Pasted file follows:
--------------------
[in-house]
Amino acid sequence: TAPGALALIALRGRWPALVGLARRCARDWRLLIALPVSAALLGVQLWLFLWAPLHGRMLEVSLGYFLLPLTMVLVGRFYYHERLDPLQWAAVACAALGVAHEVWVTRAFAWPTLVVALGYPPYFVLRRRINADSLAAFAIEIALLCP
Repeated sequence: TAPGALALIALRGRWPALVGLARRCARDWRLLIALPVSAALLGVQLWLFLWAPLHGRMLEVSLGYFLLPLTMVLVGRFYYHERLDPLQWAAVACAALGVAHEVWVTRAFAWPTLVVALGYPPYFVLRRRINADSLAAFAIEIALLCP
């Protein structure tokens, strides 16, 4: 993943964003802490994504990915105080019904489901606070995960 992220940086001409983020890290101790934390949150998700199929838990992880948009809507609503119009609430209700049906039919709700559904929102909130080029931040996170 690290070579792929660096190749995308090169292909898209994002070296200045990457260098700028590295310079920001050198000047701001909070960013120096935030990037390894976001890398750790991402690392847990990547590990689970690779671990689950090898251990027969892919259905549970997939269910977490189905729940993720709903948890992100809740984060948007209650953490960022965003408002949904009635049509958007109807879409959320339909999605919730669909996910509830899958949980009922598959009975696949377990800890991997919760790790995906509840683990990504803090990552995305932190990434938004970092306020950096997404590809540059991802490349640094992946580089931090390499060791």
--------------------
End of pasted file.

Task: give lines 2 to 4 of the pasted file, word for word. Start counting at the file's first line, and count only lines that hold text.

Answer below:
Amino acid sequence: TAPGALALIALRGRWPALVGLARRCARDWRLLIALPVSAALLGVQLWLFLWAPLHGRMLEVSLGYFLLPLTMVLVGRFYYHERLDPLQWAAVACAALGVAHEVWVTRAFAWPTLVVALGYPPYFVLRRRINADSLAAFAIEIALLCP
Repeated sequence: TAPGALALIALRGRWPALVGLARRCARDWRLLIALPVSAALLGVQLWLFLWAPLHGRMLEVSLGYFLLPLTMVLVGRFYYHERLDPLQWAAVACAALGVAHEVWVTRAFAWPTLVVALGYPPYFVLRRRINADSLAAFAIEIALLCP
């Protein structure tokens, strides 16, 4: 993943964003802490994504990915105080019904489901606070995960 992220940086001409983020890290101790934390949150998700199929838990992880948009809507609503119009609430209700049906039919709700559904929102909130080029931040996170 690290070579792929660096190749995308090169292909898209994002070296200045990457260098700028590295310079920001050198000047701001909070960013120096935030990037390894976001890398750790991402690392847990990547590990689970690779671990689950090898251990027969892919259905549970997939269910977490189905729940993720709903948890992100809740984060948007209650953490960022965003408002949904009635049509958007109807879409959320339909999605919730669909996910509830899958949980009922598959009975696949377990800890991997919760790790995906509840683990990504803090990552995305932190990434938004970092306020950096997404590809540059991802490349640094992946580089931090390499060791």